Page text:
But two more charges did stick. In November 2013, Lee posted photos of him and a friend climbing Giant Sequoias at Tuolumne Grove. While Lee has a penchant for climbing trees and extreme hammocking -- both generally allowed if damage is not done -- climbing a protected species is verboten. To boot, he did it during the Rim Fire closure.
In all, Lee pleaded guilty to five misdemeanor charges and was sentenced on October 7, garnering him a $1,500 fine and a year of unsupervised probation.
Lee and his legal team did not respond to multiple requests from KCET for comment, but in court documents, his court appointed federal defenders laid out a passionate case, concluding that Lee's conduct "represents an anomalous misjudgment that stains an otherwise stellar background," which includes community service with a youth ministry and the Special Olympics. They also credited him for admitting wrongdoing early into the investigation and for using his photography to encourage people to enjoy nature.
"Looking back on my time in Yosemite, I would have definitely done things differently," explained Lee in a court statement. "I would have made better decisions. I never had bad intentions; I love Yosemite and the beautiful community that lives there. I just wanted to capture Yosemite and share it with others who will never be able to. I never intentionally damaged nature or promoted any abuse of nature. I just wanted people to see how much I loved Yosemite in hopes I'd encourage them to see it for themselves."
The settlement also stipulates Lee to make a statement on his social media accounts recognizing the activities in many of his Yosemite photos were illegal. He'll also have to delete all such photos, even ones that were not the basis of charges.
Lee's defenders described some of his violations as "seemingly small," nonetheless Yosemite officials are taking a firm stance. "If we see people posting on social media sites, we will use that to build a case against people," park spokesperson Kari Cobb told KCET. Park officials don't want to see copycats. Lee, after all, has earned media attention, a boatload of followers, and a corporate sponsorship from REI, one of the biggest U.S. outdoor retailers, thanks in part to photos of illegal activity.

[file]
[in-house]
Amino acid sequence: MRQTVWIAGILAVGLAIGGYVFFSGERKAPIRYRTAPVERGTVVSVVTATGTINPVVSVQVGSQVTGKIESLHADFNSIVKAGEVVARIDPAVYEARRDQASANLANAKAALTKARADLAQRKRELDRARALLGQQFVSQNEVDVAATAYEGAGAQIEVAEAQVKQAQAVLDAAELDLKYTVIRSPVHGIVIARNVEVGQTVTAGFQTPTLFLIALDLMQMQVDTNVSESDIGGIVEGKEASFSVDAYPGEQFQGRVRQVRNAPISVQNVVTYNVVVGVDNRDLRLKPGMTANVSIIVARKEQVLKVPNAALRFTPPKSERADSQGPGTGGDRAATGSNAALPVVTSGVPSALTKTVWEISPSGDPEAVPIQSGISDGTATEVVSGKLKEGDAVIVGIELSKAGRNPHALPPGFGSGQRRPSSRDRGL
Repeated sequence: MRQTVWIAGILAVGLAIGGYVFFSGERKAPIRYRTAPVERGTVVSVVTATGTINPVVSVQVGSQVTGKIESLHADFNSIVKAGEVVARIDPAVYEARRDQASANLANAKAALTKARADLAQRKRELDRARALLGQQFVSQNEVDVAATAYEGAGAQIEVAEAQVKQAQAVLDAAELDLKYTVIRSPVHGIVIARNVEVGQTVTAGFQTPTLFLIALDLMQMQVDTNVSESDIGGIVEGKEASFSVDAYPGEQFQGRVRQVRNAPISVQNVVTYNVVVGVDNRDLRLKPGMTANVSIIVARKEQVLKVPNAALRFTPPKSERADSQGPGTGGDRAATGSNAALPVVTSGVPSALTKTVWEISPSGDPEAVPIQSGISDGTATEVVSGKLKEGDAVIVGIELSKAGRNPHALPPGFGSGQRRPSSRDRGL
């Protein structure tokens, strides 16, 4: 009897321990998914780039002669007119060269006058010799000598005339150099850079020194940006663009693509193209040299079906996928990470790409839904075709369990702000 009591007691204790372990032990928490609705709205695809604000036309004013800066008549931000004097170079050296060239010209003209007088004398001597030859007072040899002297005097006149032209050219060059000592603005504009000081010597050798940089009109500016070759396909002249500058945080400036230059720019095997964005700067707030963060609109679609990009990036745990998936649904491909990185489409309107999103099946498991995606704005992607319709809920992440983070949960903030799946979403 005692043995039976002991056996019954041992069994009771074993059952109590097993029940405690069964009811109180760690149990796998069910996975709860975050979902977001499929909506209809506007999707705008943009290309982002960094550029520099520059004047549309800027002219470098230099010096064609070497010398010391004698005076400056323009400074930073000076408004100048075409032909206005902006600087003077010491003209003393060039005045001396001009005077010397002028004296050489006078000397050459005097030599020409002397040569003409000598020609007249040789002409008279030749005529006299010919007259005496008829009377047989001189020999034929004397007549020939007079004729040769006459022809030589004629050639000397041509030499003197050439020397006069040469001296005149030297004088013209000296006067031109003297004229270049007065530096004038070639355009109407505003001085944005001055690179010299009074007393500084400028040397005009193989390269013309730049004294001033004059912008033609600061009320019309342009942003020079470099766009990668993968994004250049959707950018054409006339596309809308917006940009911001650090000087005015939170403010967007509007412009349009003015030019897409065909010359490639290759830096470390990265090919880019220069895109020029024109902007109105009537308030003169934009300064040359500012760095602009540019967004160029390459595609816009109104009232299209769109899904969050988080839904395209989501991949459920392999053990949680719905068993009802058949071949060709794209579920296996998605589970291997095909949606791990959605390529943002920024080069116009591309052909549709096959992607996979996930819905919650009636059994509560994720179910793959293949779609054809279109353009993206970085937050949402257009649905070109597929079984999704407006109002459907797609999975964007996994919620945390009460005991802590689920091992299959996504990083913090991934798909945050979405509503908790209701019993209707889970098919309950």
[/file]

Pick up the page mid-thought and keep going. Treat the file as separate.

Yet despite the damaging effects it can have for people and places, social media can equally hold positive virtues. Yosemite's first big experience with social media came several years ago when word went viral that Horsetail Fall glows a magnificent orange each February. An annual phenomenon that once spread more slowly by word of mouth became an overnight sensation. People came out in droves, so much that officials now implement a traffic management plan.
And that, ultimately, is what Lee says he's trying to do with his photography. "Get off your couch, leave your comfort zone, and go find adventure," he wrote about one of his photos. "I don't ever want to become a spectator of life, I want to always experience first hand."
[November 12, 2014 update: Per the settlement agreement with the federal government, Trev Lee has posted a public apology to his Instagram account. "I post this statement as an apology and expression of my regret for what I did and in hopes it will discourage others from doing what I did," he wrote. "I make no excuses for my actions; they were not only irresponsible, but unlawful. I implore others not to make these same mistakes." Read the full statement here.]